Talent management key to future salvation?


It seems somewhat surreal that, little more than 20 years ago, Russia was a communist state within the former USSR, and nations such as India and China were competing in the third tier of industry prior to the digital revolution. How times have changed.

Two decades on, Russia is no longer pigeon-holed for just producing top gymnasts, but a leading provider for outsourcing software development.

Meanwhile, the Asian market finds itself battling it out for global outsourcing supremacy as the talent pool migrates away from the UK to more vibrant offshore markets.

We were once considered the hub of innovation in the UK, yet now,. are we finding ourselves playing second fiddle to more competitive Asian markets? The row is no longer about unit cost, but the knowledge-gap developing between those educated in the UK and those up-skilled overseas. This complacency has not only seen offshore providers compete with the UK, but surpass it in the outsourcing equation.

For end users looking to offshore their operations, service providers are no longer only faced with winning business, but also with obtaining and retaining the best staff. Just look at Bloomberg Businessweek; with the recession over, wages are shooting up and workers are starting to job-hop for better packages.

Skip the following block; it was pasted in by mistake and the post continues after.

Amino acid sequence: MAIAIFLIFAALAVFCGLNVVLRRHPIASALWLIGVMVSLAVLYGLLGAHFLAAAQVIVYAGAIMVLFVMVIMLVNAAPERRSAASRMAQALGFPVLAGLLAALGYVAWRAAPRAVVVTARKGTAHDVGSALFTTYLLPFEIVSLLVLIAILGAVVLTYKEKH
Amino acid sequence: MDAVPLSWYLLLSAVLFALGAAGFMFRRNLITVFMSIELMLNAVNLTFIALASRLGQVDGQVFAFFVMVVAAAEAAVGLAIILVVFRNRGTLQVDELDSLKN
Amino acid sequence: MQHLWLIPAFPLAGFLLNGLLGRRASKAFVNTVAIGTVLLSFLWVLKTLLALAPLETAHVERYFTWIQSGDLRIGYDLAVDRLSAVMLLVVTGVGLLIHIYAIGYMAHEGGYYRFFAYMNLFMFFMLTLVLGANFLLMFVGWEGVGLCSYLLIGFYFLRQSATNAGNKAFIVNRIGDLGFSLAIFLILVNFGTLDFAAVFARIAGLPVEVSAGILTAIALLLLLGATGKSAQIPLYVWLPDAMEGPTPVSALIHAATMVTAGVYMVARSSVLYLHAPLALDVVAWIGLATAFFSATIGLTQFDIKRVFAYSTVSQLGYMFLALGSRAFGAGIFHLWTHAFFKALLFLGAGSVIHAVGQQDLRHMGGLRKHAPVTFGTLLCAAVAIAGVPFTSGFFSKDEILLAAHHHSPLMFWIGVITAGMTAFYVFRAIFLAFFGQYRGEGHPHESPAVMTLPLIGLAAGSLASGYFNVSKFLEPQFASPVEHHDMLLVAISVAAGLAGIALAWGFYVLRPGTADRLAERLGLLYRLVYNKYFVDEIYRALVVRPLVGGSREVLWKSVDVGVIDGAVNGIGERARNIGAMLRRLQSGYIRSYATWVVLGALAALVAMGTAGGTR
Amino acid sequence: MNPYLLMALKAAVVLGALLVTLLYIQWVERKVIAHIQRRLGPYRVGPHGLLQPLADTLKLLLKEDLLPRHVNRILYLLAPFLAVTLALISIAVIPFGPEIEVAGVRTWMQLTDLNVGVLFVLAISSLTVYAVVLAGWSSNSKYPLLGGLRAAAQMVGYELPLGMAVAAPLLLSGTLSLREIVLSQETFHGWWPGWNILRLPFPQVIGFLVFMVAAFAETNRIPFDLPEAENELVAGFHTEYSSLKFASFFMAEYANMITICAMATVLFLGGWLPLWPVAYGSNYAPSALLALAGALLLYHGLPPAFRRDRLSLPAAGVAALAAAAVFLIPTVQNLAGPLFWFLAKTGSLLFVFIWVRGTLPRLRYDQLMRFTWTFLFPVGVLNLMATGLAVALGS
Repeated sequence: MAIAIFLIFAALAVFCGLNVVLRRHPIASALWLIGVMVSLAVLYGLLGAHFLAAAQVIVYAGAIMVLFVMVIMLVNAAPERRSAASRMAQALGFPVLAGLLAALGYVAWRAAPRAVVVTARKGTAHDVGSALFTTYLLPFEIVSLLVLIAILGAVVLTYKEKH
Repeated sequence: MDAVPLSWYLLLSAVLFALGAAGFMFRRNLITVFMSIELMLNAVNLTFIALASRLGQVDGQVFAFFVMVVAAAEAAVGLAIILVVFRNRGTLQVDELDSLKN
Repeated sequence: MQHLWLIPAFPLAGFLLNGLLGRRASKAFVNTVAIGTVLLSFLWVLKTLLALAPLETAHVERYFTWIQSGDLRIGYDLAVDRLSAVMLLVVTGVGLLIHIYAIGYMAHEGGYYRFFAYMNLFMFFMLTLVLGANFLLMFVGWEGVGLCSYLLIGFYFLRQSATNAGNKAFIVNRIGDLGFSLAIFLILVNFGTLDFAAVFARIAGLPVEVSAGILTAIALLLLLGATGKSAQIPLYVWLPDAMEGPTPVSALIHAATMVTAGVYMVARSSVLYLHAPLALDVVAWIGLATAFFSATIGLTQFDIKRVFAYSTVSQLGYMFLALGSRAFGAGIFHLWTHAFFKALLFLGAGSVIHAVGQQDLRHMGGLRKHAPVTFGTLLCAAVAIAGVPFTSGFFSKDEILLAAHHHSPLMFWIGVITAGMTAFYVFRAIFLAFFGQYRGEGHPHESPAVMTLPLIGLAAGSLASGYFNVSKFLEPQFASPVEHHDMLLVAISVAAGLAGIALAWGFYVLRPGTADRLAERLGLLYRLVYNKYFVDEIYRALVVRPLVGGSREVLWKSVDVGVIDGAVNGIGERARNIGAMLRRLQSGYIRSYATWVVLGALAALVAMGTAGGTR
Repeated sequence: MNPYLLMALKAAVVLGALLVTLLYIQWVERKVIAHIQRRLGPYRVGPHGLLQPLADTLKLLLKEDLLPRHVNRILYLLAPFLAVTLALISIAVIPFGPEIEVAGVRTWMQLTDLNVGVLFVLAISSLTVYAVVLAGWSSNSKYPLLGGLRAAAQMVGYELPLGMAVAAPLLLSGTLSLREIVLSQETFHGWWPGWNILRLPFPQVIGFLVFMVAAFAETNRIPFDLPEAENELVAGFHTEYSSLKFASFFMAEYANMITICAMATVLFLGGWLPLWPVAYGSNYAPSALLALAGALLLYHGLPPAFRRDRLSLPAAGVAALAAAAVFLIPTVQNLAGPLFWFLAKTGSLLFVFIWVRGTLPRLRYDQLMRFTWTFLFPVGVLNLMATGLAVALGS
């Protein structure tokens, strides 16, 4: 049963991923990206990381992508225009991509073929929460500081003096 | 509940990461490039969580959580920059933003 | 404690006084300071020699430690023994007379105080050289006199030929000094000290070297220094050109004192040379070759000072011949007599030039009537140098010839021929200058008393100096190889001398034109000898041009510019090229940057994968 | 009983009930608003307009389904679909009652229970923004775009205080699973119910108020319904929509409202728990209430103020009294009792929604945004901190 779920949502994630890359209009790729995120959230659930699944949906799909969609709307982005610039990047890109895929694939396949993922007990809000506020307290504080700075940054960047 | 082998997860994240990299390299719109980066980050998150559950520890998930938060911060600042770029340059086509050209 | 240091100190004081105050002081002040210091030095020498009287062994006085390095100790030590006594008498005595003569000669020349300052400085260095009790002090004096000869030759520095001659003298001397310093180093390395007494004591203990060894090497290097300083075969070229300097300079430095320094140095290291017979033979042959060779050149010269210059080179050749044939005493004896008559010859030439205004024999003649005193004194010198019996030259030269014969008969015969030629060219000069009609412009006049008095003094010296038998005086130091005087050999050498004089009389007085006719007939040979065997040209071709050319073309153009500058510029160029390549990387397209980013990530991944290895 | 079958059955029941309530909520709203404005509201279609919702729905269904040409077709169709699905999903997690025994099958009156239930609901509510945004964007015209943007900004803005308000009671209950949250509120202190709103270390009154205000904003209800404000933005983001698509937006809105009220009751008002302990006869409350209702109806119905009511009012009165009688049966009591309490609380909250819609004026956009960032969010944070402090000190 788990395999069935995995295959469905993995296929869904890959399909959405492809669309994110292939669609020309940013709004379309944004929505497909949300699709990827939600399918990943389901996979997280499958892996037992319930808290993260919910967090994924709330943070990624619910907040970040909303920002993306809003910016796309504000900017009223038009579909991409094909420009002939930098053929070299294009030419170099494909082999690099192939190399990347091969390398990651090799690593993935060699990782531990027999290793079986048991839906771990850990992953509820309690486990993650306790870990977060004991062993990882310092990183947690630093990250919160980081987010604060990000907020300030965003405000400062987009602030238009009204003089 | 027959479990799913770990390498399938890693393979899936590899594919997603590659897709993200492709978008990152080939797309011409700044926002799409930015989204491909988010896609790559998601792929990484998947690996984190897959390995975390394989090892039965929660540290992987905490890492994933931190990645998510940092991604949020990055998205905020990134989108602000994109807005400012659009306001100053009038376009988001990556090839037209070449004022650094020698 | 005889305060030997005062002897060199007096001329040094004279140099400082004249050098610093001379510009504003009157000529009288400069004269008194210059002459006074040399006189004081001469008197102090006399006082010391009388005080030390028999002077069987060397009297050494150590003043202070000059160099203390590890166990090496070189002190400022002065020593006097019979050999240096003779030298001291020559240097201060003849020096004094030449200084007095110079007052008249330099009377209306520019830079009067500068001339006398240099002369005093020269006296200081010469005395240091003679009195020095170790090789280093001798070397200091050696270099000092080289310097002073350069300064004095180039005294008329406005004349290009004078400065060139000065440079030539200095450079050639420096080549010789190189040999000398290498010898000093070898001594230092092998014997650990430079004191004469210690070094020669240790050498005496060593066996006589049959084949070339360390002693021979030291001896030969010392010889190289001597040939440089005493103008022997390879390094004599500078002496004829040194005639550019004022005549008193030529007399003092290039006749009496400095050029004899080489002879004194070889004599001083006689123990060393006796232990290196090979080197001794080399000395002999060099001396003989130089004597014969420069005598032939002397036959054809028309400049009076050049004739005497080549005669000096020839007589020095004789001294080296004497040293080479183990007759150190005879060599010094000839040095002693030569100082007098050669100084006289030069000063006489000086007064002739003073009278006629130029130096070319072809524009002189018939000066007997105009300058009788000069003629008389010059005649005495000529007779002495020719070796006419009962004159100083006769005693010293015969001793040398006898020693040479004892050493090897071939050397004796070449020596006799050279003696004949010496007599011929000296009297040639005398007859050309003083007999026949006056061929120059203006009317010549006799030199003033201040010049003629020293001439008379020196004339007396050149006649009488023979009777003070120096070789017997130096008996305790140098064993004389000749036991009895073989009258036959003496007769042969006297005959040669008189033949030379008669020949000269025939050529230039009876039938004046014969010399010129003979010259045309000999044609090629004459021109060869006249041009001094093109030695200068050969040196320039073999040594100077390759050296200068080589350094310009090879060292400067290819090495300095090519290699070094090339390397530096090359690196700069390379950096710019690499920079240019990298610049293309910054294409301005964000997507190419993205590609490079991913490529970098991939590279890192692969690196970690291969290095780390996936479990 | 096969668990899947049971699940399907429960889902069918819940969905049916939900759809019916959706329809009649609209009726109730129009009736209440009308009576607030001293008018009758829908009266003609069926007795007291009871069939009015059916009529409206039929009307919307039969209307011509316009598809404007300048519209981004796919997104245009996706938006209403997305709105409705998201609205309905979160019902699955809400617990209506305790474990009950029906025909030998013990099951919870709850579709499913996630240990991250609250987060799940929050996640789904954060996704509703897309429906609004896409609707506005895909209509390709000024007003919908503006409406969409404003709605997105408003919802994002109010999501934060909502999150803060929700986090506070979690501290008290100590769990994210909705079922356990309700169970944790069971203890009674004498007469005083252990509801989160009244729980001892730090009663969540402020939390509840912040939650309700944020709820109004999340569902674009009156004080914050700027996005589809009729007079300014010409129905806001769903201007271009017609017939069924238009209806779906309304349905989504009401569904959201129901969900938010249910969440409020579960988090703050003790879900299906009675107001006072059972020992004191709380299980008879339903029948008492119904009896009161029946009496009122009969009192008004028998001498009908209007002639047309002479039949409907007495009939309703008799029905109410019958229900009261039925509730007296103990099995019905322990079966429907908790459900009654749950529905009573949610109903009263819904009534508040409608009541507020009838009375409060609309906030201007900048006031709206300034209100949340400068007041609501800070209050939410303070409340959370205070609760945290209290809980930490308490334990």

The revolving door shows no signs of slowing down, in fact, quite the contrary. All this means that the relationship between service providers and end users is at risk which could lead to increasingly poor levels of customer service, severely damaging the industry’s reputation.

So, while the customer is king, continuity is key. More than ever, service providers need to invest in their staff and reassure end users that the migration of skills is kept to a minimum, and relationships are not jeopardised.

Undoubtedly, one of the main drivers for companies to look favourably at outsourcing their operations to India, China and Eastern Europe is the meteoric rise in the number of university graduates with more relevant BPO qualifications.

We should, therefore, be indebted to the English language and GMT (Greenwich Meantime), which continues to keep the UK at least in arms reach of its superiors, but for how long will these factors alone help us stave off the competition? We cannot afford to be complacent any longer and must do something about it now.

The NOA is already addressing this issue, holding a number of Talent Management workshops throughout the year, run by NOA board member and Talent Management specialist Yvonne Williams.

In addition, we have invested in and are running the only accredited qualifications in Outsourcing, Shared Services and In-sourcing. We’ll continue to do our bit, but so can you, by taking part!

For more information, please visit the NOA website.

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